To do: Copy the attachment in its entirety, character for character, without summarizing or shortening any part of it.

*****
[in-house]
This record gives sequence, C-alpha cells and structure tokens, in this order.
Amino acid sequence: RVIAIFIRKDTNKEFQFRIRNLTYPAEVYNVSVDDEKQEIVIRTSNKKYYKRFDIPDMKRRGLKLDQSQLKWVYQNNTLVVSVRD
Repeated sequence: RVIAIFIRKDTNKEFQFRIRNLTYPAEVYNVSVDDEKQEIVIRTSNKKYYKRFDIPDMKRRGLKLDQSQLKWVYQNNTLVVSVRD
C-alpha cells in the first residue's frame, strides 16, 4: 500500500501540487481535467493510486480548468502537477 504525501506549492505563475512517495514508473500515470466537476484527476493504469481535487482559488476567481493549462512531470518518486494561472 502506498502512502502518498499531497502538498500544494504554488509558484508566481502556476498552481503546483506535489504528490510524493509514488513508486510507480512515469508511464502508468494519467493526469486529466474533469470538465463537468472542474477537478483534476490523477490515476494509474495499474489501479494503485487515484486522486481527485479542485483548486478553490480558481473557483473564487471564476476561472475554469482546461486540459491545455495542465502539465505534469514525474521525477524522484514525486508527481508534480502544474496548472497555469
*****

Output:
[in-house]
This record gives sequence, C-alpha cells and structure tokens, in this order.
Amino acid sequence: RVIAIFIRKDTNKEFQFRIRNLTYPAEVYNVSVDDEKQEIVIRTSNKKYYKRFDIPDMKRRGLKLDQSQLKWVYQNNTLVVSVRD
Repeated sequence: RVIAIFIRKDTNKEFQFRIRNLTYPAEVYNVSVDDEKQEIVIRTSNKKYYKRFDIPDMKRRGLKLDQSQLKWVYQNNTLVVSVRD
C-alpha cells in the first residue's frame, strides 16, 4: 500500500501540487481535467493510486480548468502537477 504525501506549492505563475512517495514508473500515470466537476484527476493504469481535487482559488476567481493549462512531470518518486494561472 502506498502512502502518498499531497502538498500544494504554488509558484508566481502556476498552481503546483506535489504528490510524493509514488513508486510507480512515469508511464502508468494519467493526469486529466474533469470538465463537468472542474477537478483534476490523477490515476494509474495499474489501479494503485487515484486522486481527485479542485483548486478553490480558481473557483473564487471564476476561472475554469482546461486540459491545455495542465502539465505534469514525474521525477524522484514525486508527481508534480502544474496548472497555469